ECP 434(G>C) polymorphism is located in the RNASE3 coding region. Due to G>C substitution, the codon for the amino acid arginine is changed in the codon for threonine, which leads to the change in Arg97Thr in the ECP protein. The consequence of the change in amino acid structure is alteration of biological activity of the ECP molecule because Arg97 is important for the cytotoxic activity of ECP (19,20). The substitution of arginine at position 97 with threonine allows the formation of a new, fourth glycosylation site at position 95 (ECP95Asn), and enhanced glycosylation of ECP protein decreases its cytotoxic activity. Studies of recombinant ECP97Thr have showed that, after deglycosylation, it becomes cytotoxically active like ECP97Arg (20). Parasitary infections, asthma and malignant diseases are only some pathological conditions with ECP involvement in their pathomechanisms so that disease outcome is associated with ECP phenotype or genotype. Thus, individuals infected with Schistosoma mansoni (S. mansoni) parasite, who are at the same time carriers of the ECP 434GG cytotoxic genotype, have better primary defense reaction compared with infected individuals with other genotypes, but also develop considerably more frequently a serious and life-threatening complications like hepatic fibrosis (19). The prevalence of individual ECP 434 genotype in patients with allergic diseases demonstrates ethnic and gender variability (21). Patients with allergic asthma have 434GG (ECP97Arg) genotype considerably more often than non-allergic asthmatics. It has also been observed that the combination of atopia and 434GG (ECP97Arg) genotype considerably increases the risk for development of allergic manifestations. However, as the frequency of asthmatic patients is not increased among individuals with 434GG (ECP97Arg) genotype, the polymorphism has no predictive value for the development of asthma (22). The association of ECP 434GG genotype and the occurrence of allergic symptoms is explained by the cytotoxic activity of ECP97Arg in epithelial cells in the nose and lungs of patients with allergic rhinitis and allergic asthma (4). Also, a relationship has been described between ECP 434(G>C) polymorphism and lung function. Thus, women who were 434GG genotype carriers had decreased pulmonary function, which can be accounted for by the fact that cytotoxic activity of ECP97Arg may destroy lung epithelial cells (21).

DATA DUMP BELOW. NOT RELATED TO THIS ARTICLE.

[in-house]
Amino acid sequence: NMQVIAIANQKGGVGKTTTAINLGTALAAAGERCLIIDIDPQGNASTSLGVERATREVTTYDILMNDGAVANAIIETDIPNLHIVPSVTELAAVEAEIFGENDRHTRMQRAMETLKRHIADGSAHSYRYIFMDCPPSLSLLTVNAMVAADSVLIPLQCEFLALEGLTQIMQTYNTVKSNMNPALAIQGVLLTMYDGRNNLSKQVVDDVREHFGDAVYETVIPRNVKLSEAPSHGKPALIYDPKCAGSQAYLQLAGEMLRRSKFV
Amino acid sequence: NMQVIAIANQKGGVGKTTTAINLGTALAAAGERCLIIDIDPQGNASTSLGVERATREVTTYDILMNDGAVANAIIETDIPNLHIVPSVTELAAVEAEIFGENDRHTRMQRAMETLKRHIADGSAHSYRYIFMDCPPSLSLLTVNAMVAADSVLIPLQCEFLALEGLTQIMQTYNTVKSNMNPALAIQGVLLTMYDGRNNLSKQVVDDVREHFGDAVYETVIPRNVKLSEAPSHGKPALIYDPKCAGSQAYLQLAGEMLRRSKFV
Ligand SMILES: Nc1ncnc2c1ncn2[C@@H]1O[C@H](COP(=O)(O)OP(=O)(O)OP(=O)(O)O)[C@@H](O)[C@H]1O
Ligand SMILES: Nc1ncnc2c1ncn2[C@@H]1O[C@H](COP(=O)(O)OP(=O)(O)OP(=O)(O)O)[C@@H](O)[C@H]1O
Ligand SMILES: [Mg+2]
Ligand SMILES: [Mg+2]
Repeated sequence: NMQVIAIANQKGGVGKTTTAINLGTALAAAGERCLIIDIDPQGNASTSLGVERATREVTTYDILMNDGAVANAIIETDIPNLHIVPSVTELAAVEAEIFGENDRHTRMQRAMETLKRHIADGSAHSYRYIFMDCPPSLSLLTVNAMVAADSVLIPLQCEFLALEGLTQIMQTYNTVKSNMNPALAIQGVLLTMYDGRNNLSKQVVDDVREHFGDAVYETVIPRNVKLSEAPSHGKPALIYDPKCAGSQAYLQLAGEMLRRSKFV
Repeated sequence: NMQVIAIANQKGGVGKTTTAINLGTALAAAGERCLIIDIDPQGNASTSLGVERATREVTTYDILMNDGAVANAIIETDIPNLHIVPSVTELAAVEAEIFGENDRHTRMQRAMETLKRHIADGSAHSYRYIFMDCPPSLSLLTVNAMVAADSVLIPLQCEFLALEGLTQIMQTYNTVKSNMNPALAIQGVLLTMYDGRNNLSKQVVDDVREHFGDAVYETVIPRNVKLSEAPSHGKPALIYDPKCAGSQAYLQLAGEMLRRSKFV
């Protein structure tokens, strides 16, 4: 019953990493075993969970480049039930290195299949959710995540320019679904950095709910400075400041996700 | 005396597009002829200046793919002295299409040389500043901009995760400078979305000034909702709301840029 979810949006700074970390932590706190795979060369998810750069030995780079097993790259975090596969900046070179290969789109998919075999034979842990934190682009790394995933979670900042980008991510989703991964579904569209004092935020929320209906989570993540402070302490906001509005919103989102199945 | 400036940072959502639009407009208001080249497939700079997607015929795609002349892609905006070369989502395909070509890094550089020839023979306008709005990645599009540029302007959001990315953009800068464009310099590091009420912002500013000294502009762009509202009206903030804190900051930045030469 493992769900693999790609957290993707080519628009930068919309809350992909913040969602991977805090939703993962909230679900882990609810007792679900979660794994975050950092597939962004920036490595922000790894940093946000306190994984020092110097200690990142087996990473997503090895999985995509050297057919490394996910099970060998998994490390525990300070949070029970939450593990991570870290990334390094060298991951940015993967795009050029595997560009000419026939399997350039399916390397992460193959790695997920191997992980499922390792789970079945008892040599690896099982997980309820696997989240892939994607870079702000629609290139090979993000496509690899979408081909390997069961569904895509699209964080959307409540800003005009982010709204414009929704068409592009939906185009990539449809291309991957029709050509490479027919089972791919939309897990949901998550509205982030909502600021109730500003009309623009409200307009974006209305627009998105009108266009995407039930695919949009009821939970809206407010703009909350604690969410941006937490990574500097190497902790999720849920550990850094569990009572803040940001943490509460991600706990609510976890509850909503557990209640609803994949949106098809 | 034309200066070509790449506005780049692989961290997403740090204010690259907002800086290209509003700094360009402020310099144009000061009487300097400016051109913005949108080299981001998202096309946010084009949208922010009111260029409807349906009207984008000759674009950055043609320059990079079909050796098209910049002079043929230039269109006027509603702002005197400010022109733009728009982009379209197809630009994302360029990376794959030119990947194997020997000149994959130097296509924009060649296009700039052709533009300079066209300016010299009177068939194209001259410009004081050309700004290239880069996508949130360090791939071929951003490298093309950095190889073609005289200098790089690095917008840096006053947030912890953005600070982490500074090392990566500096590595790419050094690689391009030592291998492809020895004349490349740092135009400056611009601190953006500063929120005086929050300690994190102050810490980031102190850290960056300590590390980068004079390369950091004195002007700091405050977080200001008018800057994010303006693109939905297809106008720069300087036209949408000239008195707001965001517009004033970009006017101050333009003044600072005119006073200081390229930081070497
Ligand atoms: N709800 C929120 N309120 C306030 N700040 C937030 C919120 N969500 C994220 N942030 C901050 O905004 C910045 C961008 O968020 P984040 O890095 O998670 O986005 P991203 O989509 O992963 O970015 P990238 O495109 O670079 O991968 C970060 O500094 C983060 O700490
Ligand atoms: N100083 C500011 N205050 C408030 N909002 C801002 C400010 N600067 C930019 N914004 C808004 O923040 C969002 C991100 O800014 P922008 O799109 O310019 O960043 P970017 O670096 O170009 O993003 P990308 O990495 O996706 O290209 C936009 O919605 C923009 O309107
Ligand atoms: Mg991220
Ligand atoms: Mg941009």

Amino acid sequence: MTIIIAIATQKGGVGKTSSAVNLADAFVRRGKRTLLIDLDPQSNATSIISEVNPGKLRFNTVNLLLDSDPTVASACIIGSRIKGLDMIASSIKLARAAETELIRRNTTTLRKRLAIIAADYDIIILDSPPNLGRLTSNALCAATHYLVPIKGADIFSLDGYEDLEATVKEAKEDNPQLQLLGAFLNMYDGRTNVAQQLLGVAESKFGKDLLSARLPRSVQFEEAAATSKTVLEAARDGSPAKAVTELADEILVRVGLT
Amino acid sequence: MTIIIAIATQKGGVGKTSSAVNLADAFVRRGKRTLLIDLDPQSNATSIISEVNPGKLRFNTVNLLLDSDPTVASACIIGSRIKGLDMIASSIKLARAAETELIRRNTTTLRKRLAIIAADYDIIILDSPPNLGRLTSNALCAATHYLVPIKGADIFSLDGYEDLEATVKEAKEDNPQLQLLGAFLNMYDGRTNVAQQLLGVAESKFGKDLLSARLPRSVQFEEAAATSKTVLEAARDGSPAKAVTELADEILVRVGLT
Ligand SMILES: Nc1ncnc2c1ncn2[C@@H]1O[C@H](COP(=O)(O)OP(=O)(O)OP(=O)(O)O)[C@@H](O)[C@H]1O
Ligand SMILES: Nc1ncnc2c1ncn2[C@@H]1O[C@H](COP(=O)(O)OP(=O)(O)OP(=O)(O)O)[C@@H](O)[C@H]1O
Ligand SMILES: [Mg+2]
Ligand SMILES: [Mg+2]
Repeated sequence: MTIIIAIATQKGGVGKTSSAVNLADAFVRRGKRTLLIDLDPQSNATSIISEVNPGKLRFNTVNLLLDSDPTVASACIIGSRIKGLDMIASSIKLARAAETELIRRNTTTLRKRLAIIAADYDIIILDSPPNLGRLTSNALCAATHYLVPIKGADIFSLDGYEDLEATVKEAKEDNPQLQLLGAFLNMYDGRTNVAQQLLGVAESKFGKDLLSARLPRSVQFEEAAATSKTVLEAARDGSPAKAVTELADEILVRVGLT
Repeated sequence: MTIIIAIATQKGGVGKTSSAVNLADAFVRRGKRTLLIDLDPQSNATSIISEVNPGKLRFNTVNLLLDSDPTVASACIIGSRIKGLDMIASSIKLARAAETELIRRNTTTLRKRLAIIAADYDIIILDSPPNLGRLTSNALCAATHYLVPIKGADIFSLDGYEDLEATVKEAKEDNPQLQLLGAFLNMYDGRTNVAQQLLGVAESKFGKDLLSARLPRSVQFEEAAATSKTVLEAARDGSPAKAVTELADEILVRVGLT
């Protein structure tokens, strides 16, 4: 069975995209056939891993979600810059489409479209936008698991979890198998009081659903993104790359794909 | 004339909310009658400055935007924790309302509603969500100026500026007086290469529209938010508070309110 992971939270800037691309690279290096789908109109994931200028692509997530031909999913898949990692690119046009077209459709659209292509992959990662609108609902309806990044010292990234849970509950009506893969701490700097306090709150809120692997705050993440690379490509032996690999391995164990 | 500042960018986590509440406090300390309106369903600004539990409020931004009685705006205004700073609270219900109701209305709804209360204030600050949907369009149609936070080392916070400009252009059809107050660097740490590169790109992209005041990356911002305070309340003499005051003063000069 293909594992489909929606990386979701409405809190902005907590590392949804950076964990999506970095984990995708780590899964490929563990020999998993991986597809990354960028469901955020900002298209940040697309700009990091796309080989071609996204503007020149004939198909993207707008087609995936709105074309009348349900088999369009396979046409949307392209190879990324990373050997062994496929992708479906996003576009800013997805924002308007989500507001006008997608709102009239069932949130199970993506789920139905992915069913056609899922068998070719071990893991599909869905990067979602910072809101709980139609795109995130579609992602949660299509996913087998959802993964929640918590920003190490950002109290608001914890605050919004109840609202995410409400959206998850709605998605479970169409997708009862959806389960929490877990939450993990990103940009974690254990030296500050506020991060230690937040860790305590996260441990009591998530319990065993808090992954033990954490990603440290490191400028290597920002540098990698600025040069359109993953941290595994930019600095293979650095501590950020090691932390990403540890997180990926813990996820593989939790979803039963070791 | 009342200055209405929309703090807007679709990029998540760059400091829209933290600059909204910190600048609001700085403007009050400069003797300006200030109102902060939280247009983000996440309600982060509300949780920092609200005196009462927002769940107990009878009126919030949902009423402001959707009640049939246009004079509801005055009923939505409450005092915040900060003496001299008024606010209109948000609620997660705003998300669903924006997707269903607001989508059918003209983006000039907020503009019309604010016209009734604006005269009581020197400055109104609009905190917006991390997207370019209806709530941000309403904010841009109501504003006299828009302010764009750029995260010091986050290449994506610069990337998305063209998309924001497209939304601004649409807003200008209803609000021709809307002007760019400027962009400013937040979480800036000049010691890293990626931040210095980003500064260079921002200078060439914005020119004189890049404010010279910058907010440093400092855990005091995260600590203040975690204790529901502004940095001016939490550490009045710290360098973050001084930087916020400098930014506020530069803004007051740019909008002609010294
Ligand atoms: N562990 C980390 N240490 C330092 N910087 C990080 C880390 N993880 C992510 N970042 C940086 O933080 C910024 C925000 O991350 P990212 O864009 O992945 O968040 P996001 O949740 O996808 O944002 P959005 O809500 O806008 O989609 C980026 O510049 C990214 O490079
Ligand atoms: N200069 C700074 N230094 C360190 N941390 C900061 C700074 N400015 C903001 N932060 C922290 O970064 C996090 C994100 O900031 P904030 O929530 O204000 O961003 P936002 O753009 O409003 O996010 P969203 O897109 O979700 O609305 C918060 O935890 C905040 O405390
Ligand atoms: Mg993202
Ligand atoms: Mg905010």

Patients with malignant diseases have inflammatory cell infiltration around tumor tissue; the task of these cells is anti-tumor action so that tumor-associated tissue eosinophilia (TATE) is associated with better disease prognosis (23,24). However, other studies have shown that the TATE has a poor prognosis or that eosinophils have an important role in tumor progression (25-27). Under diverse stimuli the eosinophils are able to induce or inhibit the tumor destruction (27). The association between TATE and ECP polymorphisms is new insight into the role of eosinophils in malignant diseases. According to Pereira and colleagues (28), patients with oral squamous cell carcinomas who are the carriers of non-cytotoxic ECP 434CC genotype have a poor clinical outcome despite tumor-associated tissue eosinophilia. In addition, research on tumor cell lines in vitro demonstrated reduced antitumor cytotoxic capacity of recombinant ECP97Thr.
ECP 562(G>C) polymorphism is located in the 3’-untranslated region of RNASE3. The intracellular concentration of ECP was significantly lower in eosinophil granulocites from subjects with ECP 562CC genotype but a relationship has not been described between the 562(G>C) polymorphism and allergy (29). The potential relationship between the 3’-untranslated region and expression of mRNA have been described in other genes (30). A possible explanation for 562(G>C) polymorphism and cellular ECP content could be alterations in the mRNA stability.
ECP -38(C>A) polymorphism is located in the first RNASE3 intron in the region of the binding site for the globin transcription factor-1 (GATA-1) which regulates the development of eosinophilic granulocytes. Moreover, position -38 is located in the proximity of the binding site for the nuclear factor of activated T-cells (NFAT). Both of these binding sites are important since they affect promoter activity of RNASE3 as the so-called intron-enhancer elements. -38A allele has been associated with interindividual variation in serum ECP levels (31). Also, the carriers of -38A allele more frequently have serum ECP concentration higher than 16 μg/L and develop allergic asthma more frequently than -38C allele carriers.